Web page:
New Data from TIME’S UP Shows Women, People of Color and Especially Women of Color are Wildly Underrepresented as Debate Moderators, with Trendlines Moving in the Wrong Direction on Racial Representation

Today’s voters are more diverse than ever before. In fact, women are consistently a solid majority of voters casting their ballots, and for the first time ever people of color are projected to account for one-third of voters nationwide.

But for many years, the issues of central concern to women, people of color and especially women of color have been relegated to secondary status in the political conversation. For example, the nonprofit research consortium The Women’s Debate analyzed 700 questions spanning 21 debates in the 2016 primary cycle and found that only six questions about issues that disparately affect women and were not about abortion or Planned Parenthood were asked of the candidates. Importantly, all six of these questions were asked by women moderators.

In addition, at a time when issues of race took center stage and race relations dipped to a troubling low point in the 2016 election cycle, candidates were rarely asked by debate moderators about the issues and concerns central to people of color. During the first and second Republican primary debates of 2016, Republican candidates were asked only one question about the transformational Black Lives Matter movement, and Democrats were asked only a single question about the Black Lives Matter movement at their first debate, as well. In response, Black Lives Matter issued a statement asking for more in-depth questions about the issues that catalyzed Black Lives Matter in the first place.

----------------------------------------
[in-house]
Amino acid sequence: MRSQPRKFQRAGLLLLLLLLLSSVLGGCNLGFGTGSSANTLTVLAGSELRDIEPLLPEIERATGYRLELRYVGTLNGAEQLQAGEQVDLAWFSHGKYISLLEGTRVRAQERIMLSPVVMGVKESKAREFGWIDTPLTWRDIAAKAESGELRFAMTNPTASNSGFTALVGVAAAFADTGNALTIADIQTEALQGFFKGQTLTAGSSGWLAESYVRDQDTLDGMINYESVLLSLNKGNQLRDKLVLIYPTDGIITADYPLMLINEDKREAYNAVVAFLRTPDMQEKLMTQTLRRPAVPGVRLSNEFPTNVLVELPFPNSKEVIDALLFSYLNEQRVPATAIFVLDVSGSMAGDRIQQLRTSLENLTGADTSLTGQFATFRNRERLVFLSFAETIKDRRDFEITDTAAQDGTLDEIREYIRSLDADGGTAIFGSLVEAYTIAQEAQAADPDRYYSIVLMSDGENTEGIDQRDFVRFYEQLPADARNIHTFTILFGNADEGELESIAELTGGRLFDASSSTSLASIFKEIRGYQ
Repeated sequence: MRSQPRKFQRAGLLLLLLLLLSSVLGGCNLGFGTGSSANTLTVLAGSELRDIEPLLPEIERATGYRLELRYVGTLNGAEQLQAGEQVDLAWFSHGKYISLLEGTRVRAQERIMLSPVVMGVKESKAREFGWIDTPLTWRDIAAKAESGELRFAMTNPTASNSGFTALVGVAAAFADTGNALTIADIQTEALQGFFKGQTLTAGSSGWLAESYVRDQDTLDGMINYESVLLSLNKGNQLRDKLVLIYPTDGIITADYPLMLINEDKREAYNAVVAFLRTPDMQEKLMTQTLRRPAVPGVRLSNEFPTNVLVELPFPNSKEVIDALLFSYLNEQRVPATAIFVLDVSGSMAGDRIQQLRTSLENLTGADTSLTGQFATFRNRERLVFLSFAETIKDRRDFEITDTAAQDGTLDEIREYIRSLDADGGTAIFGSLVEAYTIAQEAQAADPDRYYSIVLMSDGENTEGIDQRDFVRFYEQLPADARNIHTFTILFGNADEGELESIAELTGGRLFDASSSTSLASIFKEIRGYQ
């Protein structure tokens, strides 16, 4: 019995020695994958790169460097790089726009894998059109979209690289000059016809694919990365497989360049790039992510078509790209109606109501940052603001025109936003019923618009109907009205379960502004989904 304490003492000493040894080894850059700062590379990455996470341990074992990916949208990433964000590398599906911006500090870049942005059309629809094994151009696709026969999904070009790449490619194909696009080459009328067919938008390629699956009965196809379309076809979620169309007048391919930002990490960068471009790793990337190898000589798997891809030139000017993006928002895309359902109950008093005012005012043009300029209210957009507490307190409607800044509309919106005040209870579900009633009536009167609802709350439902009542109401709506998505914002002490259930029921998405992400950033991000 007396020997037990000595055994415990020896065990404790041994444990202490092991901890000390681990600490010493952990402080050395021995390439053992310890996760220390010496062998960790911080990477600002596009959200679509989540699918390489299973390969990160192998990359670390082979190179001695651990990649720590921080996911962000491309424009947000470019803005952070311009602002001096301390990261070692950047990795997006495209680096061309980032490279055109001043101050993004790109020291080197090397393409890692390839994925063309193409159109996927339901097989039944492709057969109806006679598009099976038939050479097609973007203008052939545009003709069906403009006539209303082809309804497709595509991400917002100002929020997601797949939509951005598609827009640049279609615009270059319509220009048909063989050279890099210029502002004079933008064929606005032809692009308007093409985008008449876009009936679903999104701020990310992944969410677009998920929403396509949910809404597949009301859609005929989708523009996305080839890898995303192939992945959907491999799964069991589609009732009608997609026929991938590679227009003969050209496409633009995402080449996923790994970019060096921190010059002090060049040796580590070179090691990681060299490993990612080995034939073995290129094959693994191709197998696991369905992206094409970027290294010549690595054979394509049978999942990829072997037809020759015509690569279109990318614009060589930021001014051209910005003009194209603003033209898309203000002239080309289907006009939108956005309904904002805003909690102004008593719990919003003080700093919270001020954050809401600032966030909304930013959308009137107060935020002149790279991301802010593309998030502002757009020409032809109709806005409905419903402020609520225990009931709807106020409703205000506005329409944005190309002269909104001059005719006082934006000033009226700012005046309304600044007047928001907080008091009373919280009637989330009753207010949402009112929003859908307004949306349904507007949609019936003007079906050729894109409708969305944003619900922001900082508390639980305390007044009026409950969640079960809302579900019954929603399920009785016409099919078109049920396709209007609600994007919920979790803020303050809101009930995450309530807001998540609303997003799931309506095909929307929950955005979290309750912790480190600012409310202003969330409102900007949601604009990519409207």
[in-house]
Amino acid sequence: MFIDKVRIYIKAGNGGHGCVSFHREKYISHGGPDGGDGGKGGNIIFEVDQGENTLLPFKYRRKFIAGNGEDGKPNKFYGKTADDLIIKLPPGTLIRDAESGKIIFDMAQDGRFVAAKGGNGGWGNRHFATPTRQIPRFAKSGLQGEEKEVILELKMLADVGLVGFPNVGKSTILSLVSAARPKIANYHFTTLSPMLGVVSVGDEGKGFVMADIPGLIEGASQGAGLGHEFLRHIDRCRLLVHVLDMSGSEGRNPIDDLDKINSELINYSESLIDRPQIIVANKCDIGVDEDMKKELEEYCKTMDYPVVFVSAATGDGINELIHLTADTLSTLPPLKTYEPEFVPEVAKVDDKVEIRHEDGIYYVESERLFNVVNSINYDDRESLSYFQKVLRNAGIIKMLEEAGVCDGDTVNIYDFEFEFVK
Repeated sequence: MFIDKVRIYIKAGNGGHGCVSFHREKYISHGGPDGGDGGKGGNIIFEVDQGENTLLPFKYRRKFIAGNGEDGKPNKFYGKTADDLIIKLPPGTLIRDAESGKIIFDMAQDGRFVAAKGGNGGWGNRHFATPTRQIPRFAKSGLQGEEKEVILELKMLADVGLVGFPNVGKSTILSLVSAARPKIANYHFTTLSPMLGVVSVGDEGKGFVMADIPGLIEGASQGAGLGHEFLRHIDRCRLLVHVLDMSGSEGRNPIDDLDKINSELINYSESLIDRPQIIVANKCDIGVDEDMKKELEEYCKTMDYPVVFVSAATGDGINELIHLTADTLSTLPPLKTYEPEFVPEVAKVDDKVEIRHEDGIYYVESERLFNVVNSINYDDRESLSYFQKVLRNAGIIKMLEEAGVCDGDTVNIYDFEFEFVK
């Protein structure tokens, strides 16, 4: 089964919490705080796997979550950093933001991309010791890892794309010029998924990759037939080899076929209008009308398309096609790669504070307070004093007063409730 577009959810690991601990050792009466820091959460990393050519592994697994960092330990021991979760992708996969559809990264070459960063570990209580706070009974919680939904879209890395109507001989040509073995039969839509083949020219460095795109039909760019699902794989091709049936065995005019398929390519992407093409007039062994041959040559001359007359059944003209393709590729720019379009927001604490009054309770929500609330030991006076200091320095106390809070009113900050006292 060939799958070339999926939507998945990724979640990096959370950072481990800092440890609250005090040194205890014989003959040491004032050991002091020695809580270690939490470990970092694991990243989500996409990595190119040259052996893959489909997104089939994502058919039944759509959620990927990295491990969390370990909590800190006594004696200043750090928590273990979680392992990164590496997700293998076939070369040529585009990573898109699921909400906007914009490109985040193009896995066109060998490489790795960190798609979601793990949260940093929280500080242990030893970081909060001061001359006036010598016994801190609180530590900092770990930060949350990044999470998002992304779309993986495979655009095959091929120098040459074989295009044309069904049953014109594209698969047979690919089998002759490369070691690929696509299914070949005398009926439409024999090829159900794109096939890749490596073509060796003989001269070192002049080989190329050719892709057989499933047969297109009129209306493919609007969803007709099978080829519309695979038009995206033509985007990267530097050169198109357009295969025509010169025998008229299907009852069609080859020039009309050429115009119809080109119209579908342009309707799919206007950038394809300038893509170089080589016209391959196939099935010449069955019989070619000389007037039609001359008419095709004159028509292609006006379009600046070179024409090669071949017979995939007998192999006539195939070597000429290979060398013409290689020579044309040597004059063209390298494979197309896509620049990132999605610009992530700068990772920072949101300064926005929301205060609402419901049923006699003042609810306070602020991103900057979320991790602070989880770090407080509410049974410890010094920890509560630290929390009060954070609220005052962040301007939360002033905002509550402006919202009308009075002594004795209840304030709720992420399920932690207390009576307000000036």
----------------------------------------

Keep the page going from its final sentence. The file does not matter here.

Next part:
Why the Moderators Matter

Throughout history, presidential debates have been an indispensable forum for voters to determine where the candidates stand. When it comes to the presidential debates this cycle, much attention has been paid to who will be able to stand at the candidate lecterns. But an often overlooked factor is equally important: who sits at the moderators’ table.

Debate moderators hold an enormous amount of power when it comes to how debates are conducted, what questions are asked, and which issues are considered central to each election. Debate moderators relay voters’ concerns and interests, bridge the gap between the people and the politicians, and vet our next president.

On May 31, 2019, the Democratic National Committee took an historic positive step forward by requiring at least one woman moderator at each presidential debate. Original research from TIME’S UP shows why this policy matters, but must be only the beginning.


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